Last week in writing class we were asked to write a childhood memory. Easy enough it would seem. I kept trying to think of a funny memory, but I was a very serious small person.
The first memory that popped into my head was when I was 5 years old. We lived over Leo’s Market. It was my first American home and where I first met the rest of my American family. It was there I learned to use the English I understood but never spoke and where my sister was born. My mother essentially brought home my first child. I doted on her. Changing, feeding and entertaining her were my favorite things to do when I wasn’t at kindergarten.
I wanted background for the story. Starting a search on the internet for where we lived at the time, I’d come up empty without an exact address. You have to understand I’ve moved well over 30 times and most of the moves were before I was 30. It’s hard for me to remember all those addresses.
I went to the only person I thought might still have that information, my dad’s youngest sister. She is older than me by a year and a half. Though our communication is sporadic, she is the one family member I kept in touch with regularly. So I sent an e-mail and prayed she would read it. She isn’t fond of technology. Computers are not her friend, but she does have a cell phone. I didn’t hear from her in time to write my story for class so I had to come up with some other adventure.
My interest was still piqued and when she called me one morning I was pleasantly surprised. She told me her daughter help send a return e-mail with the address I wanted. After a long catching up chat, I finished my planting and other chores before finally getting to my laptop.
That’s when the fun really began. With the address pasted onto Google, I was able to find where her home had once been. It’s now a vacant lot. How sad that was for me. I wanted to see where my American grandparents had once lived because my young memory had not stored it well. As the Google map turned the corner, there it was! Unmistakable even in its current condition stood the two-story brick building that had once been Leo’s Market in Kansas City, Missouri. We lived upstairs on the side with a porch that often held my sister in her carriage, getting fresh air.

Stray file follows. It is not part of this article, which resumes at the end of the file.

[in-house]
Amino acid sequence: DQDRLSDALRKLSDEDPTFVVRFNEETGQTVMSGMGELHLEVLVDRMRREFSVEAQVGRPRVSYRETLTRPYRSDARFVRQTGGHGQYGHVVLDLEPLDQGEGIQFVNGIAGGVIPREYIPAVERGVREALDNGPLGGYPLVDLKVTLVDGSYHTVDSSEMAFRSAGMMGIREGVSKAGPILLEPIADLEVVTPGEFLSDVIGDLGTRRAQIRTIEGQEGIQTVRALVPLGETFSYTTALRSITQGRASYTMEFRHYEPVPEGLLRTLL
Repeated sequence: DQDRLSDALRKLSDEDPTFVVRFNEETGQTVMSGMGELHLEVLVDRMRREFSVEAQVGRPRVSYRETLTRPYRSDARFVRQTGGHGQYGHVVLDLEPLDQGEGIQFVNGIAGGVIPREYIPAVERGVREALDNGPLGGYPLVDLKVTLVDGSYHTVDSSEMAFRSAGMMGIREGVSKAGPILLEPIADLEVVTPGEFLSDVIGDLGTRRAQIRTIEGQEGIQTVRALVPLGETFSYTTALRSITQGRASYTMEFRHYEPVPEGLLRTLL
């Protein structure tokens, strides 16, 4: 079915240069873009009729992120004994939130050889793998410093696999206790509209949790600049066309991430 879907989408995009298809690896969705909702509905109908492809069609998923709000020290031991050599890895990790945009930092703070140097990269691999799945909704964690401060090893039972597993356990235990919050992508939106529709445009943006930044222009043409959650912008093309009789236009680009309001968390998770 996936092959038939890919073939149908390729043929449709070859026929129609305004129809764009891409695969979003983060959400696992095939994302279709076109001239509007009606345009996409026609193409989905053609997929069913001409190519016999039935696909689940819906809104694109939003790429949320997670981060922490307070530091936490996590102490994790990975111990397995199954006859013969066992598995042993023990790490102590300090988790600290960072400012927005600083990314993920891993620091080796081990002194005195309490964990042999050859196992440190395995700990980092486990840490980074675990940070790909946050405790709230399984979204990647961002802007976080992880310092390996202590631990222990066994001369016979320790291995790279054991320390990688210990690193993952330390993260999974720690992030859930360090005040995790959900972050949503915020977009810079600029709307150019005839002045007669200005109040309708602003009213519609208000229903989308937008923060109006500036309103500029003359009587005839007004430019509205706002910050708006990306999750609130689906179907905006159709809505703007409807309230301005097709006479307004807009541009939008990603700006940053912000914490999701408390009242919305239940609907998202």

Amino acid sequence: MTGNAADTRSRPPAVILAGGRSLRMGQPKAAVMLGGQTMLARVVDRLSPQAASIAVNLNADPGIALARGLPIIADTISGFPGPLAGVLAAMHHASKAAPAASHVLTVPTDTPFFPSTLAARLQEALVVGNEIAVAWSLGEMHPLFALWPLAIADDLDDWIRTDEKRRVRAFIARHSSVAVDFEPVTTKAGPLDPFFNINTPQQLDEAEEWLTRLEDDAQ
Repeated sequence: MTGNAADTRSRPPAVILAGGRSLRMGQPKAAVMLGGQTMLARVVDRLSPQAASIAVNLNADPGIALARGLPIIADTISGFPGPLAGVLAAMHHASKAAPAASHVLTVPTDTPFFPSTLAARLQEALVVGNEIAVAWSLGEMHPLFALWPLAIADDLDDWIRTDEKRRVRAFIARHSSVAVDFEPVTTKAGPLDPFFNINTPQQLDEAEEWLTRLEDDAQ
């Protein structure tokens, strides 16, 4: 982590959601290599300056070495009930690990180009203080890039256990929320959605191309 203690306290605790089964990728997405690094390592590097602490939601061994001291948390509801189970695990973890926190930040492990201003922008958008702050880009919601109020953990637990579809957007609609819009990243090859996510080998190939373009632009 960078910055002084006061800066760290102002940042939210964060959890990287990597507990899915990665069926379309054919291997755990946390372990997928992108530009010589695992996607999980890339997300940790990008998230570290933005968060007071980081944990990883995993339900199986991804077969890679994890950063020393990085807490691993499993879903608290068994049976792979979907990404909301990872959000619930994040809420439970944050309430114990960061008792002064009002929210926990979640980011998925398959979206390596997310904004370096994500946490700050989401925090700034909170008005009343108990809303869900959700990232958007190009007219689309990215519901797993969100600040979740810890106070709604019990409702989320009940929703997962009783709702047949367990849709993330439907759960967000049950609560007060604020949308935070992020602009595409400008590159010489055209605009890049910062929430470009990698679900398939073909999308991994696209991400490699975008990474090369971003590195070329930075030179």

As my son showed me how to navigate the toggles, I got a clear view of the apartment and saved the image. Leo’s is now a bakery with writing underneath the sign in a foreign language that I cannot read. The magic that was once Leo’s Market where I could go alone and pick up things for my mother, getting free penny candy just for my smile is no longer there. Leo and his wife were kind to us in spite of our language barrier. Now I have an actual photo of an indelible memory. What a treasure that is for my sister and me!
The memory and the photo are only part of the prize. The other part was for me, the success of the hunt. When I talked to my aunt, she lamented about her lack of computer skills and stated that she was too old to learn anything new. I have heard that so often from my generation. Baby boomers have seen more changes in the world than most generations before them. We are responsible for so many of the wonderful things that have made our lives so technologically helpful. How can we be too old to learn? I learned something new yesterday and today and plan to learn something new tomorrow.
I like to ask dumb questions. I learned to use the “Paint” program while editing the photo to send to my sister so she could see where she was born. Last night my son walked me through how to copy VHS to DVD on a machine I bought. Now I can do it on my own. I have a huge box full of old family movies to get copied when I finally get my own place. I love technology almost as much as I love words. Though I still keep a handwritten journal and the notebook that lives in my bed, I truly am grateful that I can sit in my living room, find my old homestead that is a thousand miles away and write a story about it on my laptop. Can it get any better than that?
My own baby sister has ADHD and sitting at the computer trying to understand the workings is so very hard for her. I’m sure part of the problem is she doesn’t have my wonderful, geeky kids to keep her on her toes. Our mother went through computers like most kids go through shoes. Bigger, better and faster was her motto.
There are other things to be good at and not everyone needs to be computer savvy but it sure makes things interesting. Dad was only interested in the mechanical end of things. I still don’t think anyone is too old to learn something new. What’s your take on that?
“Live as if you were to die tomorrow. Learn as if you were to live forever.” ― Mahatma Gandhi
From my heart to yours,